The wife was in person. The husband was represented. The judge was referred to the recent Barton v Wright Hassall LLP [2018] UKSC 12, [2018] 1 WLR 1119 in which the Supreme Court considered the extent to which a court should give latitude to a litigant in person who failed to comply with the rules. Lord Sumption said:

'[18]... Some litigants may have little option but to represent themselves.  Their lack of representation will often justify making allowances in making case management decisions and in conducting hearings.  But it will not usually justify applying to litigants in person a lower standard of compliance with rules or orders of the court.… The rules provide a framework with which to balance the interest of both sides. That balance is inevitably disturbed if an unrepresented litigant is entitled to greater indulgence in complying with them than his unrepresented opponent. Any advantage enjoyed by a litigant in person imposes a corresponding disadvantage on the other side, which may be significant if it affects the latter’s legal rights … Unless the rules and practice direction are particularly inaccessible or obscure, it is reasonable to expect a litigant in person to familiarise himself with the rules which apply to any step which he is about to take.'

With respect to the judge, the Barton case and the subject of compliance with the rules raises a slightly different point to this case. In AZ v BZ the court was concerned with relevant evidence on which a court is required to be satisfied by statute and to dispose of the case.

On the importance of evidence to prove an application – in that particular case, it was housing needs – a comment from Ormrod LJ in the early life of the new 1973 legislation in Martin (BH) v Martin (D) [1978] Fam 12 at 20, [1977] 3 WLR 101 bears repetition:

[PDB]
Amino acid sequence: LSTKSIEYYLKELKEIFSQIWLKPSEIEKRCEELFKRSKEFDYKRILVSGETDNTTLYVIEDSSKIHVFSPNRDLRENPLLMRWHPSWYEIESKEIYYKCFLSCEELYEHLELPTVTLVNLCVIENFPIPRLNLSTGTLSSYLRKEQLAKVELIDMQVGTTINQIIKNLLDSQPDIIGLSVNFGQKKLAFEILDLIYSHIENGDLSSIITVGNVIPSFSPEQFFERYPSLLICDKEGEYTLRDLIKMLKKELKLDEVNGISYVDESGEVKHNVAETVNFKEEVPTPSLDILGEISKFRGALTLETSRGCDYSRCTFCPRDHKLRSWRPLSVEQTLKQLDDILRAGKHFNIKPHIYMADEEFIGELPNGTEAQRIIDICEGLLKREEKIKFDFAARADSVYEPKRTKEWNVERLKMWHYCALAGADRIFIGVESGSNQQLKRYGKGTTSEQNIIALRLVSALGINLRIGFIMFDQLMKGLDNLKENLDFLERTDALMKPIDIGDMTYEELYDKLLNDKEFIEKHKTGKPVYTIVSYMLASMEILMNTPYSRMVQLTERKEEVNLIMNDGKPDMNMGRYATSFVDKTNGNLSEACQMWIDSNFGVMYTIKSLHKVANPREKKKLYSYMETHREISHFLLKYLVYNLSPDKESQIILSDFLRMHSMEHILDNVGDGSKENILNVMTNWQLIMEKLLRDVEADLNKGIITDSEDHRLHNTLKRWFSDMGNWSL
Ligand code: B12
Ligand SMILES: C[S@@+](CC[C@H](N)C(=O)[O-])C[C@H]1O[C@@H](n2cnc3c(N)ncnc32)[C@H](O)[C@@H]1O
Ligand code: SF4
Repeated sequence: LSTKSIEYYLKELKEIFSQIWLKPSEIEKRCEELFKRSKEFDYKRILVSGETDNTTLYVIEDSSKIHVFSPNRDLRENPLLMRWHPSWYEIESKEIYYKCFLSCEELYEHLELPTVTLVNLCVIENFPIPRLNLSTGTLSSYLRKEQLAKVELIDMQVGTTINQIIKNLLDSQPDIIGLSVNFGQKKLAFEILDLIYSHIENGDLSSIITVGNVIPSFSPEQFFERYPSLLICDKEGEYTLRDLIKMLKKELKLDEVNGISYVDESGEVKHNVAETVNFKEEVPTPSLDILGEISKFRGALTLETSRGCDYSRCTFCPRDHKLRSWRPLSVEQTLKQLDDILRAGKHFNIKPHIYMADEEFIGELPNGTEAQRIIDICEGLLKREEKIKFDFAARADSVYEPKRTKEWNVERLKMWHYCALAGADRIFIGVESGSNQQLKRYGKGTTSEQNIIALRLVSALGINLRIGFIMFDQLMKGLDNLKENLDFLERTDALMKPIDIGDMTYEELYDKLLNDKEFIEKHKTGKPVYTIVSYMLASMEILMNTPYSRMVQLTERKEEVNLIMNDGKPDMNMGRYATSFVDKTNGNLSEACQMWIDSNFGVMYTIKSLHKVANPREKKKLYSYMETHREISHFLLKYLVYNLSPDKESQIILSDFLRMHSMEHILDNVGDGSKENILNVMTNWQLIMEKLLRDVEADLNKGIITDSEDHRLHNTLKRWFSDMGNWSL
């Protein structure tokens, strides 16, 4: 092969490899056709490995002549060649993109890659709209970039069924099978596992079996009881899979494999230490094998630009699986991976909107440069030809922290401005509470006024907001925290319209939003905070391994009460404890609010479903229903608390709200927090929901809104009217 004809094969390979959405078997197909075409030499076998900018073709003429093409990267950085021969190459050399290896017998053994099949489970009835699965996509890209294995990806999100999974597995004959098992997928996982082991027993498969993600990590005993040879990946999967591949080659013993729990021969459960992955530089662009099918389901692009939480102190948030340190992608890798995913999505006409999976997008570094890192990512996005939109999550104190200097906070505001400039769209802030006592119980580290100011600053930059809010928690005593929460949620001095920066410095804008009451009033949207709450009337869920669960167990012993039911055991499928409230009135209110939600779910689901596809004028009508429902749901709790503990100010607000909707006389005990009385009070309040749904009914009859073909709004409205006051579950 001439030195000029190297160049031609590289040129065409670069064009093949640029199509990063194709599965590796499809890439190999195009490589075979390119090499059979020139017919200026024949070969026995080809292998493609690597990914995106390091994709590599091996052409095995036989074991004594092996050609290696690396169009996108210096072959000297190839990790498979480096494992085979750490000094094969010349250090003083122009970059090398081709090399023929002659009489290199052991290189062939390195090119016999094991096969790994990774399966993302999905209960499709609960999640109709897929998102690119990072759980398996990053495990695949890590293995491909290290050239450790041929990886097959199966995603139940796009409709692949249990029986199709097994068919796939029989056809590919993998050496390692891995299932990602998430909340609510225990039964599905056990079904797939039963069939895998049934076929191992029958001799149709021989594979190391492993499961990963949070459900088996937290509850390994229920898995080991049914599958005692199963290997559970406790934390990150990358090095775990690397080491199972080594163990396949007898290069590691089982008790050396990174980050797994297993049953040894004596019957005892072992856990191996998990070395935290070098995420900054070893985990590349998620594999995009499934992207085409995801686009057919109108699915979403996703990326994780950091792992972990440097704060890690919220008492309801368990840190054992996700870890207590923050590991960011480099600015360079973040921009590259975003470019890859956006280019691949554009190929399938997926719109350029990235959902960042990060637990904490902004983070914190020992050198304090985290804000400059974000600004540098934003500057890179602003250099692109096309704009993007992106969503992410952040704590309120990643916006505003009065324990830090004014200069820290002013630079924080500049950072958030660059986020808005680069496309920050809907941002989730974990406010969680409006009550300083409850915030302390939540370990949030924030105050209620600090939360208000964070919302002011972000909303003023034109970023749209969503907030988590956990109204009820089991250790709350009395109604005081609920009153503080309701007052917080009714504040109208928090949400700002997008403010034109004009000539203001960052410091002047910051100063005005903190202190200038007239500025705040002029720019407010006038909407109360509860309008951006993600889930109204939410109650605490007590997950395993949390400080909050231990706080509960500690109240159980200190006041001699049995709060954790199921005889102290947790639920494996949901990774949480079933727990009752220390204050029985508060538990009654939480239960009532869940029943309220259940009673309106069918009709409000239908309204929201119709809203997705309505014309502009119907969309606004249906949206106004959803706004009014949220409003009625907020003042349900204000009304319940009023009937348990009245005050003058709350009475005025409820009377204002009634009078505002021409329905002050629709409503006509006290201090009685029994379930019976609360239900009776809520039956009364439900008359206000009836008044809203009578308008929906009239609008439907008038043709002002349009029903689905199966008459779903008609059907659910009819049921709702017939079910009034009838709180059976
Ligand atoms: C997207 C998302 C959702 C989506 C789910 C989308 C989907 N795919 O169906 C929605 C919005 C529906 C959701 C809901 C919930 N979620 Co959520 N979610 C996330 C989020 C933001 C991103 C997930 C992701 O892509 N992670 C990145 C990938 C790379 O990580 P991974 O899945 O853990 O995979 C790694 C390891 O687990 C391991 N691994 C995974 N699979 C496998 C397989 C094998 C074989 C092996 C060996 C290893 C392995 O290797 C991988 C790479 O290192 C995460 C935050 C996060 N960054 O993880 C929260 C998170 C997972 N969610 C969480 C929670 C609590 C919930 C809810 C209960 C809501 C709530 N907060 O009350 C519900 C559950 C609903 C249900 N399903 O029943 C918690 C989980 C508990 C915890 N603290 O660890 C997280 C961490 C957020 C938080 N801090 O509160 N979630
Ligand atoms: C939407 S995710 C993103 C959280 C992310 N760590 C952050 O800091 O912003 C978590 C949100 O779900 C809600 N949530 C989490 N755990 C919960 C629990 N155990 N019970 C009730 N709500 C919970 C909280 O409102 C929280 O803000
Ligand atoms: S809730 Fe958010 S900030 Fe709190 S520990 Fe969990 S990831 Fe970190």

Secondly, whenever it is to be argued that the wife could find alternative accommodation for herself out of her share of the equity, whatever that may be, or obtain council accommodation, there should be evidence put before the court to that effect. The unsupported assertions and speculations which are made in the course of argument in these cases are not satisfactory. It means that the court has to use its own imprecise knowledge of the property market and may well make mistakes. So if it is going to be said that the wife could get alternative accommodation, let there be some evidence to that effect. Otherwise it will have to be assumed that it is not possible.

Whether or not a party is a litigant in person, the court must have evidence on which to base its findings. Ormrod LJ’s comments were approved 25 years later by the House of Lords in Piglowska v Piglowski [1999] UKHL 27, [1999] 1 WLR 1360 at 1370 [1999] 2 FLR 763 by Lord Hoffmann. Perhaps an approach to evidence on which the court can rely can be found somewhere between Lord Hoffmann’s and Lord Sumption’s views of the way forward so that a judge can fairly deal with a case on properly proved evidence.

David Burrows

Written by David Burrows